### Why 'long division' is my nemesis and why teachers should ditch it too!

I detest long division. I almost never take a stance of hatred on anything in life, but long division is the exception. I passionately hate long division. I dream of eliminating it from the primary math curriculum because I cannot find a single reason for any child to learn it.

Why?

### “I use ‘Long Division’ all the time!”. SAID NOBODY, EVER.

For the past 8 years I have been randomly asking people “Have you used long division ever in your life?” or “Can you think of one time you have used long division outside of a classroom?”. All of the people I have ever asked have replied ‘No’.

### Why isn’t it very useful?

#### We live in the age of automatic computation

Let me first acknowledge that long division was a fantastic algorithm for a time when we needed it - before the digital age. It is a step-wise, structured procedure to enable people to compute i.e. divide numbers with a good level of accuracy. ‘Computation’ is one small part of mathematics, and in general mathematical problem-solving.

Here is a general mathematical problem solving process in a nutshell (see Conrad Wolfram’s TED talk here for a fantastic, wholesome version of the point I am making):

*Define the problem → Translate real world info into math → Compute → Interpret and put it back into real world context*

Notice how much critical thinking needs to be developed for mathematical problem solving.

Notice step 3 - Computation. Today, it is the only step that computers can fully do for us, and a million times more efficiently. And yet somehow, in many math classrooms today, we still spend about 90% of our time teaching ‘computation’! Teaching ‘Long Division’ is basically us trying to teach students how to be a very inefficient computer.

#### It does not support conceptual understanding

Sometimes people counter my ‘long division’ rants with the argument that it builds their mental math ability. The thing is, it really doesn’t. In fact it does the opposite - worsens it. How?

None of the numbers used in the first step of the procedure represent their actual value!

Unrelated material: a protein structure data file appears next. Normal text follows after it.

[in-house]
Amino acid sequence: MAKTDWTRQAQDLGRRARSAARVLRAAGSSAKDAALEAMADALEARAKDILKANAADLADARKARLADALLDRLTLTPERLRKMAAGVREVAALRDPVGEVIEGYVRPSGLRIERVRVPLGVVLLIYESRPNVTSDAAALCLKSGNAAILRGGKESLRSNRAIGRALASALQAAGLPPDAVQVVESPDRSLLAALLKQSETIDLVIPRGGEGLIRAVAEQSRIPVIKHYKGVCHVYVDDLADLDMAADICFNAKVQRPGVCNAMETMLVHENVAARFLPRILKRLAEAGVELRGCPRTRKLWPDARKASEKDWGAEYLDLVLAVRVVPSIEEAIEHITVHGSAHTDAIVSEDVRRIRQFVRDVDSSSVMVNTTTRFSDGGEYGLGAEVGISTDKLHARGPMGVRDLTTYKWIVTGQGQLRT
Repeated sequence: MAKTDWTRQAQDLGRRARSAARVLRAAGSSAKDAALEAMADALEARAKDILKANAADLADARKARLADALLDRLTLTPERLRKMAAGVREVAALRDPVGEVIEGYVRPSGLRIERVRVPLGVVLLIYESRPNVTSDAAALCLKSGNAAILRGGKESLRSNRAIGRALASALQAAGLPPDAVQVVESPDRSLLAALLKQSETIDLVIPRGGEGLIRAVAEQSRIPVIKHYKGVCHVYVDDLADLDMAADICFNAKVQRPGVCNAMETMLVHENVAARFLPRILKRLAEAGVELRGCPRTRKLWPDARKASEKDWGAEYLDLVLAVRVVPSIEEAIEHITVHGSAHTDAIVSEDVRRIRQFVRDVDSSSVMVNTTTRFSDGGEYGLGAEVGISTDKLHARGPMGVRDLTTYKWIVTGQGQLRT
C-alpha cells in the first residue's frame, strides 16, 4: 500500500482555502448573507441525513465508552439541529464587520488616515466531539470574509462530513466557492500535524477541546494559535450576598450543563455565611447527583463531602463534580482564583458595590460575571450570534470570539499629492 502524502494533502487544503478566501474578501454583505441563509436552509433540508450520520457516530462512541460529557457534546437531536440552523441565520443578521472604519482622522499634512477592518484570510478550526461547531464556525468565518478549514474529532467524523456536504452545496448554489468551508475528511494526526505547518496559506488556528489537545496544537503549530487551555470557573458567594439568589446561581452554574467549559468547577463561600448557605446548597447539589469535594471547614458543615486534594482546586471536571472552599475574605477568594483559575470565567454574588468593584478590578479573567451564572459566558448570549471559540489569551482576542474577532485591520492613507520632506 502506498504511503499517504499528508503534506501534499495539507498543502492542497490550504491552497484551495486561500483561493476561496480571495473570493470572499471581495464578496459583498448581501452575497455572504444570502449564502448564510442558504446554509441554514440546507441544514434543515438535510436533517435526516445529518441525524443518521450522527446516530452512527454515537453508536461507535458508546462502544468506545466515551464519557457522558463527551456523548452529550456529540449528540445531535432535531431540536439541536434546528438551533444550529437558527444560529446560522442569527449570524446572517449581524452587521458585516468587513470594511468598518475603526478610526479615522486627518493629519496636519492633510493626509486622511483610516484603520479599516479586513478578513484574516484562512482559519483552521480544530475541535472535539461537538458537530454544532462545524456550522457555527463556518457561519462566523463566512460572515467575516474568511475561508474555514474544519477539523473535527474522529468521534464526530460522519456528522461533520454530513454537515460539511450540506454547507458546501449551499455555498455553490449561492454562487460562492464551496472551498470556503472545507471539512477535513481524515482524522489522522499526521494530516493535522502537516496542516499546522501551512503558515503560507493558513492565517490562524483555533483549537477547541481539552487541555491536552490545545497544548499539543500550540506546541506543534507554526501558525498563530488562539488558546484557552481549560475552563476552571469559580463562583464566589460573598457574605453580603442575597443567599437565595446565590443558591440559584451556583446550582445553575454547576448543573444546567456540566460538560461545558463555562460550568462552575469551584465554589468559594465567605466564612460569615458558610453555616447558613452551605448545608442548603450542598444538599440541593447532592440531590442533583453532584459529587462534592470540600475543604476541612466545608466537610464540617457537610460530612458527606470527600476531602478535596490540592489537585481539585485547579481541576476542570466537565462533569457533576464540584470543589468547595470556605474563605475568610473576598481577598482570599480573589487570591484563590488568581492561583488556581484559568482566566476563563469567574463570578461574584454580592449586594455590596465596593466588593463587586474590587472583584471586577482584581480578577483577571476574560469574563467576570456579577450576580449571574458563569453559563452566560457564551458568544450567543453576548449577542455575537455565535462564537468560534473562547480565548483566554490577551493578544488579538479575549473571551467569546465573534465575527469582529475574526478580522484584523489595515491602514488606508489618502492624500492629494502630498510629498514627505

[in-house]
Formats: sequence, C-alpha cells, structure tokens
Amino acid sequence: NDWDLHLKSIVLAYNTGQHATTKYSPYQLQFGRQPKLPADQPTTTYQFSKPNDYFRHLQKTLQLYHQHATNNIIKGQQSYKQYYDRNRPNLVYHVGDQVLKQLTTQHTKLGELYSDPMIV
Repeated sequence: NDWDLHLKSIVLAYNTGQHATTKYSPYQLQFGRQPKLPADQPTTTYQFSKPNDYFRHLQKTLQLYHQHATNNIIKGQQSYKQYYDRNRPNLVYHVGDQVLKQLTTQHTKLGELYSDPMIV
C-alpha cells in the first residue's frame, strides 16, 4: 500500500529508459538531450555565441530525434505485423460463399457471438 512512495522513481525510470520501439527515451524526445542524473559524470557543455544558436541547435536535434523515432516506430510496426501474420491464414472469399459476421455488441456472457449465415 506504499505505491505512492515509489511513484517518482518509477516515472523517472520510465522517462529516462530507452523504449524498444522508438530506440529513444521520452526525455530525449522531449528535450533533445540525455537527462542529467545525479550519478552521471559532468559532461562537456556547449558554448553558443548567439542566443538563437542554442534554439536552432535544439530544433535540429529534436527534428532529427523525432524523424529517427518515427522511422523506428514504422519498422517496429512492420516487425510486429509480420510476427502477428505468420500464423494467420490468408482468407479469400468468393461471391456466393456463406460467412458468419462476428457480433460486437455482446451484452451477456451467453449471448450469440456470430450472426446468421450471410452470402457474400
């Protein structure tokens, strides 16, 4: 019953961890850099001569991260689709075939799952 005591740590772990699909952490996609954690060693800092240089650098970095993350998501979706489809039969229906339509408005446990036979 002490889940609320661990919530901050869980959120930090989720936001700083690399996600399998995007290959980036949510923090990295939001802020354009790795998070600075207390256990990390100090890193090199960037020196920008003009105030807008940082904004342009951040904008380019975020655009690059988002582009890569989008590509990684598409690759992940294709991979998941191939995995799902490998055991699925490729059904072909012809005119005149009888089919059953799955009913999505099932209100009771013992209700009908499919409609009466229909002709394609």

The 8 is really an 80, but the teacher will say ‘look at the first digit, it is 8’. Then, we say ‘7 times 1 is 7, and subtract that from 8’. But really what we are doing is ‘7 times 10 is 70 and subtracting that from 80’!

So this process really doesn’t help students build their ability to divide mentally/ estimate/ generalize the process. And worse, the long convoluted process often leads to ‘einstellung’ (which is a fascinating effect that you must read about anyway). Einstellung is the effect of an overly rehearsed process on an individuals thinking. Their approach becomes so mechanical, it inhibits their ability to approach a problem in more efficient (and often simpler) ways.

#### It is tedious and inefficient

I believe it is time to stop teaching long division and replace it with more efficient division strategies. Strategies that teach students to arrive at meaningful estimates when presented with a division challenge. Strategies that teach students to break up numbers to manipulate them more effectively.

For example, 37.1 ÷ 19. Here, instead of jumping into long division, students should be taught to round 19 to a more friendly number... 20 to be able to estimate more easily. And then use that to estimate that since 37.1 is slightly less than 40, the rough answer will be slightly less than 2. (This is a whole other blog). Instead I have seen too many students fall victim to 'einstellung' and jump into procedural long division without using any number sense to solve their problem.

And for all the situations where we need to divide with 3 decimal point accuracy, we can take our phones out of out pockets.

Now you might say, what about that one time you are stranded in a place with no cell phone, no other technology, no internet and you really really need to divide a very big number, with high accuracy? Sure, in this situation ‘long division’ wins. For all of the other millions of situations we need to use well trained brains for estimation or the devices at our fingertips for accurate calculations. Not, 'long division'.

So, can we please ditch ‘Long Division’?

Yes please! High time we do.

ReplyDeleteThis is great Radhika, it is a time that we acknowledge and bring the changes in the education system to make it more practical and result oriented.

ReplyDeleteThank you! Working on it :)

ReplyDelete